Sculpted facade ensures office tower doesn't block out the sun
As many cities grow with increasing numbers of skyscrapers and high-rises, those closer to the ground can be left in the shade. A striking new building by Studio Gang addresses this with a sculpted facade that doesn't block out the sun for visitors to an adjacent park.
The building is located in New York City's Meatpacking District and contains 160,000 sq ft (14,864 sq m) of office space, with retail space on the ground floor and a terrace area on the roof.
Its most interesting feature is its remarkable glazed facade, which both lends it a unique appearance and is also calculated to match the Sun's path and ensure that visitors to the adjacent High Line, as well as neighboring buildings, are neither left in shade nor have their view obstructed.
"Sculpted by the angles of the Sun, Solar Carve (40 Tenth Ave) explores how shaping architecture in response to solar access and other site-specific criteria can expand its potential to have a positive impact on its environment," says Studio Gang. "Located at the edge of Manhattan between the High Line park and the Hudson River, the building takes its unique form from the geometric relationships between the allowable envelope and the Sun's path.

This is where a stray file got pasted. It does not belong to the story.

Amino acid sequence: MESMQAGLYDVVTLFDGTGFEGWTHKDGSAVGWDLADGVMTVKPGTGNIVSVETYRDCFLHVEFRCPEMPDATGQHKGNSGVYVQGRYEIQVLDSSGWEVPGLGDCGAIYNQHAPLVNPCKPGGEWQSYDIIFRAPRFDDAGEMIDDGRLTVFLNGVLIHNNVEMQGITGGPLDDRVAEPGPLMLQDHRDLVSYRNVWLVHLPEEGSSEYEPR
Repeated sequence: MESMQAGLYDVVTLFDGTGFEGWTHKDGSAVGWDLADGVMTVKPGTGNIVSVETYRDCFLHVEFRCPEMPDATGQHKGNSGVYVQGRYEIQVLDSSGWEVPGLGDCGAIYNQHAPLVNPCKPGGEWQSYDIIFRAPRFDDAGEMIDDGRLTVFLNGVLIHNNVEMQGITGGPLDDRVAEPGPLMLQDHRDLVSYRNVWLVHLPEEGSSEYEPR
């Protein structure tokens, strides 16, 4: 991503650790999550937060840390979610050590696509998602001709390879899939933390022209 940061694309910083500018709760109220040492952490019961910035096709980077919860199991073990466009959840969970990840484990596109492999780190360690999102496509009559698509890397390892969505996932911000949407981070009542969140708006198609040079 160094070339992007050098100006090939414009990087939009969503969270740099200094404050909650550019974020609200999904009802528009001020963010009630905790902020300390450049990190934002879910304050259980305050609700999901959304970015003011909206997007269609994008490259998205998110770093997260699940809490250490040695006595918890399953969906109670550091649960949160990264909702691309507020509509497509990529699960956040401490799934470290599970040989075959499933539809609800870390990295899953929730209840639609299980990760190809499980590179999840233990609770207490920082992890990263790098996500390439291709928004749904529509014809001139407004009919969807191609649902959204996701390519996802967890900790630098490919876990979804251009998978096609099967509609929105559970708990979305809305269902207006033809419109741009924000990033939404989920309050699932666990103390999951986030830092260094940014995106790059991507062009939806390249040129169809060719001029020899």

"In addition to producing a faceted, gem-like facade, this integrated response allows the building to benefit the important public green space of the High Line – privileging light, fresh air, and river views to the public park – while also becoming a new iconic silhouette on the New York skyline."
The loss of sunlight is a ongoing issue in NYC and we're likely to see more tower designs that attempt to mitigate it. Another interesting idea in that vein comes from NBBJ and its shadow-reducing towers, though there are no immediate plans to realize the design.
The project was developed by Aurora Capital Associates and William Gottlieb Real Estate.
Source: Studio Gang